Tens of thousands of Scottish independence supporters have started to march through Glasgow in the first of a series of protests planned the coming year.
The All Under One Banner (AUOB) march left Kelvingrove Park at 11:30 and is heading to Glasgow Green.
A mass rally that was due to be held afterwards has been cancelled after rain and high winds were forecast.
The UK government has said it does not support a further vote on independence.
Glasgow City Council has estimated that about 100,000 people will take part in the rally.
But organisers have predicted the total could reach 300,000, which they say would be a record for one of their events.
The “emergency” march was organised in the wake of last month’s general election, which saw the pro-independence SNP win 48 of the 59 seats in Scotland while the Conservatives won a majority across the UK as a whole.
It is the first of eight marches that the grassroots AUOB group plans to hold across Scotland over the coming year as activists aim to increase the pressure for independence.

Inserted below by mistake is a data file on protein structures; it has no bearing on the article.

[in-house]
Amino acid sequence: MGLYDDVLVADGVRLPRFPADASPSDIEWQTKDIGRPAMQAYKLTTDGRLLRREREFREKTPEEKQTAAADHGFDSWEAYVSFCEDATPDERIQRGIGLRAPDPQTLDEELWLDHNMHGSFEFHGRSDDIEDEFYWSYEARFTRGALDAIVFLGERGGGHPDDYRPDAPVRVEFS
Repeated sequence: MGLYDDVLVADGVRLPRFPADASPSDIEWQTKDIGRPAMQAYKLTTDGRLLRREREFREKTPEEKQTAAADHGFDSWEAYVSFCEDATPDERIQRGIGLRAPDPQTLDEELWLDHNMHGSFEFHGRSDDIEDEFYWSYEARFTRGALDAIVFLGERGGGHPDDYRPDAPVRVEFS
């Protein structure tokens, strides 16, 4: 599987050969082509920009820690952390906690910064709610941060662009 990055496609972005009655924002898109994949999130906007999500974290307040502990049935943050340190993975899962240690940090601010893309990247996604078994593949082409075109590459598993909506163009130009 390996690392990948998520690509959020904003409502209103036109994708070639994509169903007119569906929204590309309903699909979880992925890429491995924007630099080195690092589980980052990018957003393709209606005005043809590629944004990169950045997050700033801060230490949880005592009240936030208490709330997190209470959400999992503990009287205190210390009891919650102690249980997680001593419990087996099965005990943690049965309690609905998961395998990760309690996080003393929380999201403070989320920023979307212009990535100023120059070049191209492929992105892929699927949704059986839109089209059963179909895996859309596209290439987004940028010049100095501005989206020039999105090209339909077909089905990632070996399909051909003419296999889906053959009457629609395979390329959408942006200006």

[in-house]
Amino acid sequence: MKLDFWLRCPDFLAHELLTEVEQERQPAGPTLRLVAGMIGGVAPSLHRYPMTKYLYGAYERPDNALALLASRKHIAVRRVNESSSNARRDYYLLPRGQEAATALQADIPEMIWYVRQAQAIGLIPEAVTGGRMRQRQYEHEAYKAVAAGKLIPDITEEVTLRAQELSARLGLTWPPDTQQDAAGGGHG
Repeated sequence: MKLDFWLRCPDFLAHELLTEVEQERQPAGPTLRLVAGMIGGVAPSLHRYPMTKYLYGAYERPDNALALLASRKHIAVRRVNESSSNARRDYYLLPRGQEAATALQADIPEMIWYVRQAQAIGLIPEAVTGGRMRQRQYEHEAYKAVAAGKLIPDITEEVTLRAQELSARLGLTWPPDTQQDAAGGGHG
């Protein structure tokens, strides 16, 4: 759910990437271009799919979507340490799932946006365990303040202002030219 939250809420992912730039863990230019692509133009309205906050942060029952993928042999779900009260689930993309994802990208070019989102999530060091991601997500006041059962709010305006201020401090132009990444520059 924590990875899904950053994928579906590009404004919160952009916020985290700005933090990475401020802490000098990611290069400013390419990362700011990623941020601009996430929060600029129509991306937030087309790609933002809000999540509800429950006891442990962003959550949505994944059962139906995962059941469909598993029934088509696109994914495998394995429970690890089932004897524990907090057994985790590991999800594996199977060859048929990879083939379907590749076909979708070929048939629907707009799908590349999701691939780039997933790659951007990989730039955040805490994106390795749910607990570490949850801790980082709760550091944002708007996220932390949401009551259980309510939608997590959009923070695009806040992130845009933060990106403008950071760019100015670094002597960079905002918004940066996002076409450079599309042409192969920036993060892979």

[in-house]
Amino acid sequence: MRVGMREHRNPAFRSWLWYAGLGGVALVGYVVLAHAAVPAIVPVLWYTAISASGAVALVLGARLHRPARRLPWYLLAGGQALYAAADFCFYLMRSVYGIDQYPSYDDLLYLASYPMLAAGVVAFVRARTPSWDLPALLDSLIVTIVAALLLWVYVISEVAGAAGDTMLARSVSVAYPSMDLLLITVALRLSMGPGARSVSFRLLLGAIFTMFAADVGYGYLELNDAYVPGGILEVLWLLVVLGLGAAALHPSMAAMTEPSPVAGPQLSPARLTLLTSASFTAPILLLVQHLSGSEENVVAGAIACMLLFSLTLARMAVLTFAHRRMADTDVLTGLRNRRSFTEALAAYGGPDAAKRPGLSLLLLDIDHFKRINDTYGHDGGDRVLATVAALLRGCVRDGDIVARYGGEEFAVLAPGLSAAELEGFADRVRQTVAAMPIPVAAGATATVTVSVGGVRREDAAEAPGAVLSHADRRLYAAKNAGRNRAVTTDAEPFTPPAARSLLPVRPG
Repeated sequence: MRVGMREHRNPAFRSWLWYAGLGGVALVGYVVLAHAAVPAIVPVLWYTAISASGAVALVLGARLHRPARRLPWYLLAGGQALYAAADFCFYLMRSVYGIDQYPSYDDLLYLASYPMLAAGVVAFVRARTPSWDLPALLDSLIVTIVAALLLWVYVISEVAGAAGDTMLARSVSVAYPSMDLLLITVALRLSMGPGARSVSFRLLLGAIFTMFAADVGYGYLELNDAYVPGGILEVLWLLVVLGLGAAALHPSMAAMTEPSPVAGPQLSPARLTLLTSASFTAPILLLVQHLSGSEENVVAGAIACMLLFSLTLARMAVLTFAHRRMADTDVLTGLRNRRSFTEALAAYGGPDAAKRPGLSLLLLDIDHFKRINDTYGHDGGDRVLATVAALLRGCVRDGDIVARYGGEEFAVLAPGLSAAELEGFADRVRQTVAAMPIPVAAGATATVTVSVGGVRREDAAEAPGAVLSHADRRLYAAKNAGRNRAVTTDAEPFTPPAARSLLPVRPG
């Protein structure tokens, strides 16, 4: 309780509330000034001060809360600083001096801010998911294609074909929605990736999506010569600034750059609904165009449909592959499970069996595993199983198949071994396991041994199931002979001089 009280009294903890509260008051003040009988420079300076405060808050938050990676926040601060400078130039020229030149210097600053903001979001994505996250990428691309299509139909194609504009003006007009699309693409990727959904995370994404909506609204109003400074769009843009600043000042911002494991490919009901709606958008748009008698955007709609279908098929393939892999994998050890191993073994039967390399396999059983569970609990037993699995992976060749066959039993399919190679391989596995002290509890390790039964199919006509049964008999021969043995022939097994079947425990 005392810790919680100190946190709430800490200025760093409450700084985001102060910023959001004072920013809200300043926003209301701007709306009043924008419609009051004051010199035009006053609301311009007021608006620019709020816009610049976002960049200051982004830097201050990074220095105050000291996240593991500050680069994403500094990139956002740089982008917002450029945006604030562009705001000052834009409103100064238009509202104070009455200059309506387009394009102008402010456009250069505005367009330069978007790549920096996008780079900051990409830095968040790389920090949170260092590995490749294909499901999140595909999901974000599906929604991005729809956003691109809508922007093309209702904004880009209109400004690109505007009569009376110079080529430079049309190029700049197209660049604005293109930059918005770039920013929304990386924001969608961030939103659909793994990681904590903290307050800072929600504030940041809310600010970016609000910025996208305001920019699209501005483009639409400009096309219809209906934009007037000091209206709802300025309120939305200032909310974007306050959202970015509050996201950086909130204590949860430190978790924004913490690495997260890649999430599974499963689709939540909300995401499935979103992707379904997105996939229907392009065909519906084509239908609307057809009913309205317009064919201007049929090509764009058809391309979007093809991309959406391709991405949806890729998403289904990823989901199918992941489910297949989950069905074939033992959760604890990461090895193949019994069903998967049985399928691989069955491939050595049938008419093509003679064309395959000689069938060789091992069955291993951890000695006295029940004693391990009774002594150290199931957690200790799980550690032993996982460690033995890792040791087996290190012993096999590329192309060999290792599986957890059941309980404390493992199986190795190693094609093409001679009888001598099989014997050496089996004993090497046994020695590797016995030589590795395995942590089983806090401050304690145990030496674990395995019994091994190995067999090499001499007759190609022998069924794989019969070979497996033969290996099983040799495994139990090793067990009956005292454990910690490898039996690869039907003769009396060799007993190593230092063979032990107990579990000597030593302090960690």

The organisation has staged several similar marches and rallies in town and cities across Scotland over the past five years.
AUOB stressed that the Glasgow march would definitely go ahead despite the cancellation of the rally, with the group tweeting: “If we let some Scottish rain stop us marching then we’ve no chance. The march is on.”
Neil Mackay, one of the event’s organisers, said: “Organising outdoor events in Scotland in winter is always difficult and is always subject to our weather.
“We had a number of great speakers lined up for the rally, so it is a pity it will not now take place. We have apologised to the speakers for the cancellation and they have all been very understanding and supportive.
“All Under One Banner looks forward to an important and impressive march taking place on Saturday.”
Scottish voters backed remaining in the UK by 55% to 45% in a referendum in 2014 – but Nicola Sturgeon, the SNP leader and Scotland’s first minister, says she wants to hold another vote on independence later this year.
That currently looks unlikely to happen because the UK government has made clear it will not transfer the powers that Ms Sturgeon says would be needed to ensure any referendum is legal.
The first minister has ruled out holding an unofficial referendum, similar to the disputed one in Catalonia in 2017, as she does not believe it would lead to independence regardless of the result.